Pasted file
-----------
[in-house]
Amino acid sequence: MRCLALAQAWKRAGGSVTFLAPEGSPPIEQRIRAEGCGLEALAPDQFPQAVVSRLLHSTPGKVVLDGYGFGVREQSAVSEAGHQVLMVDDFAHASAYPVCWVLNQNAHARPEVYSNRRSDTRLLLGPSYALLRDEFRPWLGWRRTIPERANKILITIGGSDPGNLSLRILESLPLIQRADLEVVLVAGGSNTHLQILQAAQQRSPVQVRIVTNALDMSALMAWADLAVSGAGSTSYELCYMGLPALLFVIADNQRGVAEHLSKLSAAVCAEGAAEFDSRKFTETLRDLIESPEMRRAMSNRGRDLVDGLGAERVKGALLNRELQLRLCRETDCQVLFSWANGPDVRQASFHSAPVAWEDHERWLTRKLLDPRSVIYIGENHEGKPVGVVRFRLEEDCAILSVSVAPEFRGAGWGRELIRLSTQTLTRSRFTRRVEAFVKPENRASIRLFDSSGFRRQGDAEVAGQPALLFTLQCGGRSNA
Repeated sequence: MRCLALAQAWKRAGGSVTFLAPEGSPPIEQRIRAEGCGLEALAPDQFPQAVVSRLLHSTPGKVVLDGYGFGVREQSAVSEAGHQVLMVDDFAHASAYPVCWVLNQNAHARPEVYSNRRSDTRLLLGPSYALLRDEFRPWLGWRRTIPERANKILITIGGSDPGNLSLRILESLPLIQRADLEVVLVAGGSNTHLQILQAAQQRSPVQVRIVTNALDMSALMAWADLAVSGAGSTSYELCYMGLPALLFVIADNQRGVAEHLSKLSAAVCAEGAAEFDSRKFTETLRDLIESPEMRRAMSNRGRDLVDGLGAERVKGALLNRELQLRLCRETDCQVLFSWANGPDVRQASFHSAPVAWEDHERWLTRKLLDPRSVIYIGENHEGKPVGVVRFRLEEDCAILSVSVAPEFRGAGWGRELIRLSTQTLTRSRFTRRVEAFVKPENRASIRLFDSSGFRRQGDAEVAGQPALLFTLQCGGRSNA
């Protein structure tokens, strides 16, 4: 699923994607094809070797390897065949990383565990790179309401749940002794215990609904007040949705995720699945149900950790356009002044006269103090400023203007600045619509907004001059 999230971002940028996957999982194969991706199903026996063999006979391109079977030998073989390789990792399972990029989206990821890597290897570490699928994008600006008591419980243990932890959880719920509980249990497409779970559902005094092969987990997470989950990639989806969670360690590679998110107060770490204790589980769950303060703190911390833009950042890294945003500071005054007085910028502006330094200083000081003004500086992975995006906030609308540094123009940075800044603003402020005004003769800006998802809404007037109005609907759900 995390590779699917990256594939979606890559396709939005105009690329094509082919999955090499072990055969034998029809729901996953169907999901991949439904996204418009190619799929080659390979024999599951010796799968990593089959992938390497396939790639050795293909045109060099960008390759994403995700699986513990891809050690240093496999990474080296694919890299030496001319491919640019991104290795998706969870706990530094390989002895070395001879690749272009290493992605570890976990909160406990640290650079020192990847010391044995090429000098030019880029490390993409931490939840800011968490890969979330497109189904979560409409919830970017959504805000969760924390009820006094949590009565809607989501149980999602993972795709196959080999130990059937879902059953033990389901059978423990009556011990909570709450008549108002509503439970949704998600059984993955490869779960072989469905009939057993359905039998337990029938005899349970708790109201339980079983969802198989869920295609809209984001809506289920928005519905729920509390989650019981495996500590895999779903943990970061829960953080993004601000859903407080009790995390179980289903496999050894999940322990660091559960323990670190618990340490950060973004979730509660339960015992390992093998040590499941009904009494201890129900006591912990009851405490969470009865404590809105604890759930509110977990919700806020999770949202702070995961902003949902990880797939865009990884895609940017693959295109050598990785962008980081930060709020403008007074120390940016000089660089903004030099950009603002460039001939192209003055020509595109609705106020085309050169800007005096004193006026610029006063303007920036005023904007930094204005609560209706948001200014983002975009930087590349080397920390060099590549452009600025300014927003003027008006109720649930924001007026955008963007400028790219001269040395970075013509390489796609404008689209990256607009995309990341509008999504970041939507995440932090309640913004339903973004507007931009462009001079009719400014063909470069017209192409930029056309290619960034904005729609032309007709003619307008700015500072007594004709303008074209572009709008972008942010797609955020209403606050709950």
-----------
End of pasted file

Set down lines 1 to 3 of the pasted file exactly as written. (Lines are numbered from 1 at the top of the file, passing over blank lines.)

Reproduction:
[in-house]
Amino acid sequence: MRCLALAQAWKRAGGSVTFLAPEGSPPIEQRIRAEGCGLEALAPDQFPQAVVSRLLHSTPGKVVLDGYGFGVREQSAVSEAGHQVLMVDDFAHASAYPVCWVLNQNAHARPEVYSNRRSDTRLLLGPSYALLRDEFRPWLGWRRTIPERANKILITIGGSDPGNLSLRILESLPLIQRADLEVVLVAGGSNTHLQILQAAQQRSPVQVRIVTNALDMSALMAWADLAVSGAGSTSYELCYMGLPALLFVIADNQRGVAEHLSKLSAAVCAEGAAEFDSRKFTETLRDLIESPEMRRAMSNRGRDLVDGLGAERVKGALLNRELQLRLCRETDCQVLFSWANGPDVRQASFHSAPVAWEDHERWLTRKLLDPRSVIYIGENHEGKPVGVVRFRLEEDCAILSVSVAPEFRGAGWGRELIRLSTQTLTRSRFTRRVEAFVKPENRASIRLFDSSGFRRQGDAEVAGQPALLFTLQCGGRSNA
Repeated sequence: MRCLALAQAWKRAGGSVTFLAPEGSPPIEQRIRAEGCGLEALAPDQFPQAVVSRLLHSTPGKVVLDGYGFGVREQSAVSEAGHQVLMVDDFAHASAYPVCWVLNQNAHARPEVYSNRRSDTRLLLGPSYALLRDEFRPWLGWRRTIPERANKILITIGGSDPGNLSLRILESLPLIQRADLEVVLVAGGSNTHLQILQAAQQRSPVQVRIVTNALDMSALMAWADLAVSGAGSTSYELCYMGLPALLFVIADNQRGVAEHLSKLSAAVCAEGAAEFDSRKFTETLRDLIESPEMRRAMSNRGRDLVDGLGAERVKGALLNRELQLRLCRETDCQVLFSWANGPDVRQASFHSAPVAWEDHERWLTRKLLDPRSVIYIGENHEGKPVGVVRFRLEEDCAILSVSVAPEFRGAGWGRELIRLSTQTLTRSRFTRRVEAFVKPENRASIRLFDSSGFRRQGDAEVAGQPALLFTLQCGGRSNA